While the relationship between hearing health and overall health is always significant, the publicity of “Treating Hearing Health for Better Overall Health” is an especially timely and helpful follow-up to ERG recipient Harrison Lin, M.D.’s new findings concerning the gaps between self-reported hearing loss and patients evaluation and treatments for hearing loss, which appeared in this month’s issue of JAMA Otolaryngology—Head & Neck Surgery.

Individuals who believe they may have a hearing loss are encouraged to consult an audiologist or ENT, and can learn more about the relationship between hearing health and overall health in the full article on My Prime Time News.

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Protecting Your Hearing Means Protecting Your Mental Health

By Carol Stoll and Lauren McGrath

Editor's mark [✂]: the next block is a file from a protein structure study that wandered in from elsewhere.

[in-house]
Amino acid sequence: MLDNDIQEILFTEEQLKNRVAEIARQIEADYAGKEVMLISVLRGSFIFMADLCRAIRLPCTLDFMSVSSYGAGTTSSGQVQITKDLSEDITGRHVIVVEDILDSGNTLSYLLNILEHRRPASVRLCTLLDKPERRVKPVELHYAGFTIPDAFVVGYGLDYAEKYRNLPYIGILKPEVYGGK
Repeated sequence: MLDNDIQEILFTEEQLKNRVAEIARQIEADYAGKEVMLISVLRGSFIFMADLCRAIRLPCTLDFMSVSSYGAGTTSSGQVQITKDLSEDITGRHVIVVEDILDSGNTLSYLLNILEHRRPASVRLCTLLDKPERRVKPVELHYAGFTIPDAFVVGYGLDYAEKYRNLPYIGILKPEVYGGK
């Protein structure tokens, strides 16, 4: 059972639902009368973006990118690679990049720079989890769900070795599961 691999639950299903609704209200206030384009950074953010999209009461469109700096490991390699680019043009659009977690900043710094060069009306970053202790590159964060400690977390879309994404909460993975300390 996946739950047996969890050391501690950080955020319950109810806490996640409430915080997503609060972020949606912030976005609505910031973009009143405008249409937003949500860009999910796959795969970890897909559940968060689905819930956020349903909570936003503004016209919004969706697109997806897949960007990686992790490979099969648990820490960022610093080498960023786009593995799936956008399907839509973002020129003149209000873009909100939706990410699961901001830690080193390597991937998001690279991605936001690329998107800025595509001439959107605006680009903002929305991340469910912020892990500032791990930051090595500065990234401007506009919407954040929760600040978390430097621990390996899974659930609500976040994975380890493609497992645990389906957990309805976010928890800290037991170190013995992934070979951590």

October is Protect Your Hearing Month—and, today, October 10, is World Mental Health Day, a time for mental health education, awareness, and advocacy. Hearing loss and tinnitus (ringing in the ears) can increase one’s risk of developing mental illnesses including depression, anxiety, schizophrenia, and dementia, and can trigger episodes of extreme anger and suicidal ideation. Protecting one’s hearing not only prevents or delays hearing loss, but also benefits mental wellness. Understanding the signs of mental illness and having access to mental health resources is critical—and can even be life-saving—to all individuals with hearing loss or tinnitus.